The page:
Missionary Nurse to Pursue Training at School of Nursing
by Judy Long
Malaria, typhoid and HIV positive students were the challenges Linda Barany met on a daily basis as a school nurse in Uganda and Kenya. "It was nursing on the fly. In Africa, we are expected to diagnose and treat," said Barany, who began work toward certification as a family nurse practitioner (FNP) June 1 at Baylor University's Louise Herrington School of Nursing.
Barany, who was called to mission work at age 14, grew up in Rhode Island and received her bachelor's degree in nursing from University of Rochester, New York. She decided to invest the time for additional training when she realized she needed advanced nursing skills to meet the needs of her third world patients in Uganda.
"In Africa, nurses are given a lot of leeway," Barany said. She often had to learn how to get treatment for her students when she encountered diseases seldom seen in the U.S.
After completion of her studies, Barany plans to return to Africa to serve more effectively the health care needs of the Ugandan people.
In 1998, Barany first found out about Baylor and its missions component at the first International Nursing Symposium in Kenya, which seeks to provide continuing education units for nurses to maintain certifications to practice nursing around the world. Nursing professor Amy Roberts spoke and represented Baylor at the conference, telling of its interest in serving people in every part of the world.
"Several Baylor faculty came to Kenya and poured out their heart and soul for us. They brought equipment for training and left as much as they could," Barany said.
Baylor's Family Nurse Practitioner (FNP) program is a master's degree plan designed to prepare registered nurses to deliver primary health care to underserved people from a variety of cultures. The program emphasizes health promotion, disease prevention and management of acute and chronic illness. Students may opt to complete part of their required clinical hours at an international site with missionary nurse practitioners, doctors and faculty supervision.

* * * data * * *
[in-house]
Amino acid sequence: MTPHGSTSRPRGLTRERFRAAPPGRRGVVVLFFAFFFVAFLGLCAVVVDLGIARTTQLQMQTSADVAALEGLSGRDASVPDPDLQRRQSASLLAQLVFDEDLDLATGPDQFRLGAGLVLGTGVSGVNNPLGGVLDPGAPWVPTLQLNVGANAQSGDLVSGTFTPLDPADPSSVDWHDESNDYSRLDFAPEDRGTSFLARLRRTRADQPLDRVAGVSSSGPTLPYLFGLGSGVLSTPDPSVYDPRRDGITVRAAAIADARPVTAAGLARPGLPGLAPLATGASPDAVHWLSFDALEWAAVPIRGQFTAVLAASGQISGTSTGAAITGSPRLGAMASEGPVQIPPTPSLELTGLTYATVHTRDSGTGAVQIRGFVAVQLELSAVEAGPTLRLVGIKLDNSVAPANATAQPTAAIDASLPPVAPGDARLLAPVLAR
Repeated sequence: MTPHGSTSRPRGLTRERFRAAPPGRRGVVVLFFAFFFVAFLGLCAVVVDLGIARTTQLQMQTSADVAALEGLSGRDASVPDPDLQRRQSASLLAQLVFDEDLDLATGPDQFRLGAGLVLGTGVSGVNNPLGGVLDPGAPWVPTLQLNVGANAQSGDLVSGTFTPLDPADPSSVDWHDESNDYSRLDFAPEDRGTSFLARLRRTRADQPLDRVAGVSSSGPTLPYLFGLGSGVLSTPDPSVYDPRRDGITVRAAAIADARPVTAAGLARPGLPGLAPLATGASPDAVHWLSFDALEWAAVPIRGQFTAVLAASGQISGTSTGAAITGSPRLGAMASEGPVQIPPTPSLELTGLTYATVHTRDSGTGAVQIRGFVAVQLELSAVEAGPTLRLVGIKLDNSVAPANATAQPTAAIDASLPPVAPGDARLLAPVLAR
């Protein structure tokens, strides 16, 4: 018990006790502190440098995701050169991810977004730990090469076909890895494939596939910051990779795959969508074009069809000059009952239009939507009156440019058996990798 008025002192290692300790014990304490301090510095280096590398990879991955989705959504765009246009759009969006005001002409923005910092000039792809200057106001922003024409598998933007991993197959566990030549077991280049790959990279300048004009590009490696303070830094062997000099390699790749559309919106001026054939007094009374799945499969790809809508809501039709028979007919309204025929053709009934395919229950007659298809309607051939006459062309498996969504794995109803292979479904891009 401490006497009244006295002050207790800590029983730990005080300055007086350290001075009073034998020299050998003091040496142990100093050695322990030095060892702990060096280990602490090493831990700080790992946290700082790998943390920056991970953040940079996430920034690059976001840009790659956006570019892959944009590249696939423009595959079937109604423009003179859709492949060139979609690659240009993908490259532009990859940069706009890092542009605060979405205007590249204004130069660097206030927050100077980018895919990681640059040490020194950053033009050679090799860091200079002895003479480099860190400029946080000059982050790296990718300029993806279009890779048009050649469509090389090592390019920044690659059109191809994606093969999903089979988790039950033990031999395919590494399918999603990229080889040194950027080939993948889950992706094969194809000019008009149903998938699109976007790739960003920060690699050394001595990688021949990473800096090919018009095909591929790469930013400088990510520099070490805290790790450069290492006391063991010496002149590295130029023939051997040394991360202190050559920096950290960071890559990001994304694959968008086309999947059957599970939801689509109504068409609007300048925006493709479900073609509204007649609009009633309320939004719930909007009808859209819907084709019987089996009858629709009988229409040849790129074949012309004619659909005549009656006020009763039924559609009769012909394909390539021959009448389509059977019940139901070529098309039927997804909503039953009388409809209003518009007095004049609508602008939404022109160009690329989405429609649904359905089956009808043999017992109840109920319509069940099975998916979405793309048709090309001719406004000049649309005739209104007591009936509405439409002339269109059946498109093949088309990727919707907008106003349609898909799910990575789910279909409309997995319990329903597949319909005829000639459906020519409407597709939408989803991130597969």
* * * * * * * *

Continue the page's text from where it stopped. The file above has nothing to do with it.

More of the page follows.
Baylor has supported many missionary nurses pursuing the FNP degree by providing tuition expenses, said Dr. Judy Wright Lott, dean of the nursing school. "We do this because it fits so well into Baylor's mission. The FNP program is particularly pertinent to mission work because of its unique focus. It provides the student an opportunity to integrate the key components of the Baylor mission--education, service and research--into a professional career."
School of Nursing FNP students are given the opportunity to perform a clinical in a foreign country and to participate in a trip to Mexico every year. During the program, they work alongside faculty to deliver care, making them seasoned FNPs by graduation.
"It prepares the nurse to function in a traditional role, but it also gives them the expertise to work in mission fields, in foreign countries or underserved areas in the U.S. and to handle the variety of skills needed to operate health clinics. It gives them practical skills needed in mission service," Lott said.